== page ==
Back in 2005 in Springfield, Massachusetts…
Remember this chart? It’s old, but still relevant.
Should banks be trembling in their boots after Friday’s “Ibanez case” ruling from a Massachusetts High Court — you know, the one that said Wells Fargo and US Bancorp couldn’t foreclose on two properties in the eastern seaboard state.
Laurie Goodman at Amherst Securities thinks not. Read more
A footnote, from the US Treasury’s Hamp programme.
The Home Affordable Modification Plan was created in the spring of 2009 with the stated goal of keeping delinquent homeowners in their houses. It’s now widely regarded as a failure — with just 519,648 permanent modifications completed. Read more
Goldman Sachs is considering a sale of its Litton Loan mortgage-servicing division, a move that would potentially bring an end to the bank’s three-year foray into the business of collecting home loans and foreclosing on delinquent borrowers, according to the FT. Goldman has been approached by at least one potential buyer, but the talks broke down over price and no sale is imminent, people familiar with the situation said. Goldman bought Litton in late 2007 to gain a better understanding of the housing market, but profits quickly eroded and the servicer has also become entangled in recent scandals over foreclosure practices.
Jeff Horowitz at American Banker has a cool story to add to the mortgage servicer conflict-of-interest meme. It’s all about — wait for it — forced-place insurance.
This is the stuff that banks foist onto mortgage borrowers (to protect mortgage investors) if the borrowers don’t take it out and pay for it themselves. Sounds reasonable, right? And it is, except that the opportunity for profiteering does exist. The hint is in the “forced” bit of the forced-place insurance name — synonymous with “selected by your bank”, which may or my not own its own insurance biz. Read more
The mortgage servicing biz is not coming out of the foreclosure scandal unscathed.
What was once a fairly steady industry — based on narrow margins but lots of volume — is suddenly having to rethink its business model. The foreclosure scandal has also firmly kicked some of the conflicts between servicers and Mortgage-Backed Securities (MBS) investors straight into the public eye — and the courts. Read more
Foreclosure fraud! Robosigning! Repurchases!
How, as Mike Konczal noted a couple weeks ago, did mortgage servicers get it so wrong? Read more
Wednesday morning. New York. The Robo-Signers Conference.
Hosted at the swanky Core Club on on East 55th Street this was not an event for the Robosigners themselves — the foreclosure document-signing recruits who sparked a wave of industry uncertainty. Instead it’s a meeting of mortgage-backed securities (MBS) investors interested in exploring potential legal action on faulty loans. Read more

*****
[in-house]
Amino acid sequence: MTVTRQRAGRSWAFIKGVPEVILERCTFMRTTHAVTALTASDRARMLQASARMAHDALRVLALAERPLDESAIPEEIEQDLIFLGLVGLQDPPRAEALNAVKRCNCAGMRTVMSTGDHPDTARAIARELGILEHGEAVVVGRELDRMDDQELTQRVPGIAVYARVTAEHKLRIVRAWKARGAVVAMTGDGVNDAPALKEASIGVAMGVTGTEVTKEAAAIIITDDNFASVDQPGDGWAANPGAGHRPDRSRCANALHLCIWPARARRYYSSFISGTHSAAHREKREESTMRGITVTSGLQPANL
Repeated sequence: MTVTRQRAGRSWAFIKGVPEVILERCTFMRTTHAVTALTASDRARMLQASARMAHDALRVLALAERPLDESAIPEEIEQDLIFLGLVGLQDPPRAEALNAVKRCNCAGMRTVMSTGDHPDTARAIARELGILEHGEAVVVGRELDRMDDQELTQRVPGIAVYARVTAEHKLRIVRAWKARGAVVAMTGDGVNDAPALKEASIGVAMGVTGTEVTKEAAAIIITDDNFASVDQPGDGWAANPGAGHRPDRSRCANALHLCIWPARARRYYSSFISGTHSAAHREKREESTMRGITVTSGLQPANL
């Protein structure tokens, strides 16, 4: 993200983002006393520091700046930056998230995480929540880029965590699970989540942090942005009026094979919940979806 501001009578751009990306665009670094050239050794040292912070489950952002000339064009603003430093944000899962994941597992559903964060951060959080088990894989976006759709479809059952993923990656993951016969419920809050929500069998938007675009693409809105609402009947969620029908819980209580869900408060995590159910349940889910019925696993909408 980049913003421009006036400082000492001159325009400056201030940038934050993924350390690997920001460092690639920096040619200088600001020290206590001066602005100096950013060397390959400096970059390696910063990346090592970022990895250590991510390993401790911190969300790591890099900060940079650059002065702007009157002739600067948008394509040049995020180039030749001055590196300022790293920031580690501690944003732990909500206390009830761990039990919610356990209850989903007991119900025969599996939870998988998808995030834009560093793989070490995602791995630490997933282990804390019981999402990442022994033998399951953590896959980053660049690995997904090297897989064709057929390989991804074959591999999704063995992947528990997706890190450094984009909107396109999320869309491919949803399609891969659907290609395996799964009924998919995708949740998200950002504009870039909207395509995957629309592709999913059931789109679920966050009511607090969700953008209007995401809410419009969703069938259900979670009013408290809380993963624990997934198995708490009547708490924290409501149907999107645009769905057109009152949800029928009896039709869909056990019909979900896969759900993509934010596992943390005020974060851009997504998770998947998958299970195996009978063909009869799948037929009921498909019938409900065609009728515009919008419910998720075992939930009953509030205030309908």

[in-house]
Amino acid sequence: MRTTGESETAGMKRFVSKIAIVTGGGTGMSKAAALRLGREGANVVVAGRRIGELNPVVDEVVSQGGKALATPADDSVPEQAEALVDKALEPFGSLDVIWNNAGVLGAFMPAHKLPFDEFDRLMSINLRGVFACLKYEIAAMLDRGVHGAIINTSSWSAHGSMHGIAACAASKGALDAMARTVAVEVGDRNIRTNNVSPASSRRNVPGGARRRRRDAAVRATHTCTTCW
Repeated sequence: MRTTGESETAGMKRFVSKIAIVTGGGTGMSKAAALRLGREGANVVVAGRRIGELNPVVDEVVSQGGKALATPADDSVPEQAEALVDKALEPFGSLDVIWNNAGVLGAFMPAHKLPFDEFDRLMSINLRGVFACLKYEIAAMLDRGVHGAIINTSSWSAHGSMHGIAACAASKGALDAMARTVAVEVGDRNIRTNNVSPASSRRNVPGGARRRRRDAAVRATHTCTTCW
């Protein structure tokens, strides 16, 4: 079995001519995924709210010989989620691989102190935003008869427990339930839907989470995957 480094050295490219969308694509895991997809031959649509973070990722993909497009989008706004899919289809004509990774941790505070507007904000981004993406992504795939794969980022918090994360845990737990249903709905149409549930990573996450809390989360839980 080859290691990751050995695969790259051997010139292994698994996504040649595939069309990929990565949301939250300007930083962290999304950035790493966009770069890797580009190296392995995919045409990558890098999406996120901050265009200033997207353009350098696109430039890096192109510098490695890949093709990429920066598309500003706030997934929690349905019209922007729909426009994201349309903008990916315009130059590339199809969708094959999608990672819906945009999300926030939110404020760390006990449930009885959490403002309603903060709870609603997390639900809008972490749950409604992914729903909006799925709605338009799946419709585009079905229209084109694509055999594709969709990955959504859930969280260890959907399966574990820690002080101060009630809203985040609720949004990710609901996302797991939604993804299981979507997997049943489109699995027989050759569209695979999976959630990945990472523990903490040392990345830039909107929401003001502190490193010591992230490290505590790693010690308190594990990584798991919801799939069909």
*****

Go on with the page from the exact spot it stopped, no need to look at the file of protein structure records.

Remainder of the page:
Oh Sarbanes-Oxley, you always come back to haunt financials, don’t you?
Sarbox, enacted in 2002 in response to corporate fraud at firms like Enron, mandates increased personal liability for senior managers. And we should be clear here — it doesn’t seem to be Sarbanes-Oxley per se that could come back to haunt mortgage servicer execs accused of shoddy practices, but rather Sarbox-type agreements they may have signed as part of the US Treasury’s various housing programmes. Read more
So… since FT Alphaville was working on a special RMBS supplement;
We spoke with Scott Simon, head of MBS at Pimco last week — who gave us this quote: Read more
Congress is so far treading lightly on investigating the foreclosure scandal with the extent of the problem still unclear, the American Banker reports. They may find out soon enough. Fannie Mae and Freddie Mac are entering the crisis for the first time via their use of ‘foreclosure mills’, law firms that gave advice on the process to mortgage servicers, the WSJ says. Fannie and Freddie say that it was servicers’ responsibility for ensuring foreclosures are done properly. Even so, the agencies play a critical role in the RMBS market. Meanwhile, the NYT provides detail on the joint investigation begun into the crisis by all 50 state attorneys-general, and reports on banks’ failures leading up to the crisis. It’s not for the faint-hearted.
We like to think of the foreclosure scandal as Hamp on super-steroids, with a hefty dose of litigation and structured finance for added fun.
Recall that the US administration’s mortgage modification program was aimed simply at keeping people in their houses. The foreclosure freeze does this too, albeit somewhat inadvertently. Read more